WiMAX Inches Ahead

"Silicon is being tested now," Dick Davies, Fujitsu spokesman said Monday. The current two-chip prototype is expected to be packaged into a single-chip solution in January. The solution will integrate PHY (Physical Layer) and MAC (Media Access Control) functionality, he said. "Fujitsu has been working with systems guys. It's possible we could see some very selective implementation in a year."

WiMAX, which can blanket entire cities and whose range can reach up to 10 miles, is still controversial with vocal backers and detractors. One supporter is Intel, whose CEO Paul Otellini has said that WiMAX could overshadow DSL and cable in much the same way that cell phones have supplanted many landline users. On the other hand, Cisco Systems chief technology officer Charles Giancarlo has questioned the value of WiMAX " he believes it will rollout in a parallel way to 3G wireless systems that could make it superfluous.

In a white paper released Monday, Fujitsu discussed many of the challenges still facing WiMAX before it is likely to be widely adopted. Referring to WiMAX as a "4G" wireless technology, the white paper discussed the pros and challenges of WiMAX ranging from problems in developing silicon to the difficulty of allocating frequencies.

"The WiMAX standard is set to bring the long-awaited spectral efficiency and throughput to meet users' needs for combined mobility, voice services and high data rates," the white paper states. "It will enable access for more users due to its non-line-of-sight capability, lower deployment costs, wide range capability and penetration into the mass consumer market with lower CPE costs as a result of standardization and interoperability."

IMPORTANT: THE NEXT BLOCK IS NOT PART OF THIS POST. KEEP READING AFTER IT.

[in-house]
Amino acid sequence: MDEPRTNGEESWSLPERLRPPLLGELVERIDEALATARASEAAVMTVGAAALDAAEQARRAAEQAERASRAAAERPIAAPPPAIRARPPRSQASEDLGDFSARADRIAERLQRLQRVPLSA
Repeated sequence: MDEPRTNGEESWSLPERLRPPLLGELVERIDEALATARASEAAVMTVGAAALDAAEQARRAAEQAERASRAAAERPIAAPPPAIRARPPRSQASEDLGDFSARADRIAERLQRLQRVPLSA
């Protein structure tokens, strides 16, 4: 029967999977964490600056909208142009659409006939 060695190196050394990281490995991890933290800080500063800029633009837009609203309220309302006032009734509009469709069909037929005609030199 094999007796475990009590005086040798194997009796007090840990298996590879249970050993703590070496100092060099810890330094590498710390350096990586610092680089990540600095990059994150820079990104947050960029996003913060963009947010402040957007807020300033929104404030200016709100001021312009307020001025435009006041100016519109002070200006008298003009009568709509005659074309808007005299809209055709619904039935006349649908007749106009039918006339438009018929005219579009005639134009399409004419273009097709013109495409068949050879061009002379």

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Meanwhile, Wi-LAN announced its Libra MX with WiMAX capability at a wireless broadband show in England. The firm said the Libra MX is a platform that meets WiMAX requirements that will provide "a guaranteed, economic and straightforward migration path to WiMAX compliant networks.

"Libra MX is the only available solution that uses the same version of OFDM (orthogonal frequency division multiplexing) that is required for WiMAX certification," said Wi-LAN President and CEO Sayed-Amr El-Hamansy, in a statement, adding that his company "guarantees WiMAX performance today and standard compliance and interoperability tomorrow." When the WiMAX-compliant gear is ready, customers need only plug a WiMAX blade into base station equipment, he said.

The technology is likely to see widespread use in suburban and rural U.S. markets and in developing countries like China where existing telecommunications infrastructure is backward, Davies said.